Pathophysiology of Chlamydia (Chlamydial Genitourinary Infections)?
Chlamydial infection can cause disease in many organ systems, including the genitourinary tract. Chlamydiae are small gram-negative obligate intracellular microorganisms that preferentially infect squamocolumnar epithelial cells. They include the genera Chlamydia (of which the type species is Chlamydia trachomatis) and Chlamydophila (eg, Chlamydophila pneumoniae and Chlamydophila psittaci).
@rohit-m The pathophysiologic mechanisms of chlamydial infection are poorly understood at best. Chlamydia infects columnar epithelial cells, which places the adolescent female at particular risk because of the presence of the squamocolumnar junction on the ectocervix until early adulthood. The initial response of epithelial cells to infection is a neutrophilic infiltration, followed by lymphocytes, macrophages, plasma cells, and eosinophilic invasion. The release of cytokines and interferons by the infected epithelial cell initializes this inflammatory cascade.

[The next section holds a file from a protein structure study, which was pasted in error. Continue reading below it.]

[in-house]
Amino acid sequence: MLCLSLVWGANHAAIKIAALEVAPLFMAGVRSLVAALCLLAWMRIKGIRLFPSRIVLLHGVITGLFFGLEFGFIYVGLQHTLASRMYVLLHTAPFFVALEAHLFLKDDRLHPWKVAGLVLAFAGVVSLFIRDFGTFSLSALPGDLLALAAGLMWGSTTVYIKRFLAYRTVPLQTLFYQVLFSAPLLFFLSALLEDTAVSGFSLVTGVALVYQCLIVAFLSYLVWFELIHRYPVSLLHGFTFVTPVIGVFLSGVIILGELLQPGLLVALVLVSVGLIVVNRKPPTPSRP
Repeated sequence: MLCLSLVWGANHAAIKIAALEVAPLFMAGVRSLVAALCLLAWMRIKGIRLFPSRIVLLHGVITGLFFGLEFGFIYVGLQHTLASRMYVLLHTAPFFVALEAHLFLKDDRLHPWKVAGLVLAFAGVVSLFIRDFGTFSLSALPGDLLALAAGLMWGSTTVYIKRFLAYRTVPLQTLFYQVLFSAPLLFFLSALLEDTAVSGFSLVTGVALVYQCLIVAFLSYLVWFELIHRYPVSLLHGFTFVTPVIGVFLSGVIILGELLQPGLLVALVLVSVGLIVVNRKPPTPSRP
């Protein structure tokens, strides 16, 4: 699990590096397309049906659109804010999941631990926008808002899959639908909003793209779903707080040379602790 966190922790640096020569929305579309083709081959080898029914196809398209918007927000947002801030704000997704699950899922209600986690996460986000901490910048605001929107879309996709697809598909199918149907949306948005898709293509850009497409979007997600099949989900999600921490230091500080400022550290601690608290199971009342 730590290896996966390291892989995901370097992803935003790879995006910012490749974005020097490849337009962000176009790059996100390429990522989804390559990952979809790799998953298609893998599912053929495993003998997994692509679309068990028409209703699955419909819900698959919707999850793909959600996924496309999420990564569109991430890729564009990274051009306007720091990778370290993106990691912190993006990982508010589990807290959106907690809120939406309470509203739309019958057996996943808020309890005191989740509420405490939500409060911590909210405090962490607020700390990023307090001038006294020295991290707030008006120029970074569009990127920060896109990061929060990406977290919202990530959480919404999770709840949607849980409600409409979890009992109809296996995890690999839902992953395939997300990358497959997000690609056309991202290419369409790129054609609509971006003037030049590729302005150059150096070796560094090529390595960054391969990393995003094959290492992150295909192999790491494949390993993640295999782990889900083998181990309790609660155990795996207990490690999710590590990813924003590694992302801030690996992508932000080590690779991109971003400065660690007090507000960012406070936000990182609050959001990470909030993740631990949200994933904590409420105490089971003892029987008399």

Infection with chlamydial organisms invokes a humoral cell response, resulting in secretory immunoglobulin A (IgA) and circulatory immunoglobulin M (IgM) and immunoglobulin G (IgG) antibodies and a cellular immune response. A 40-kd major outer membrane protein (MOMP) and 10- and 60-kd chlamydial heat-shock proteins (cHSPs) have been implicated in the immunopathologic response, but further studies are needed to provide a better understanding of these cell-mediated immune responses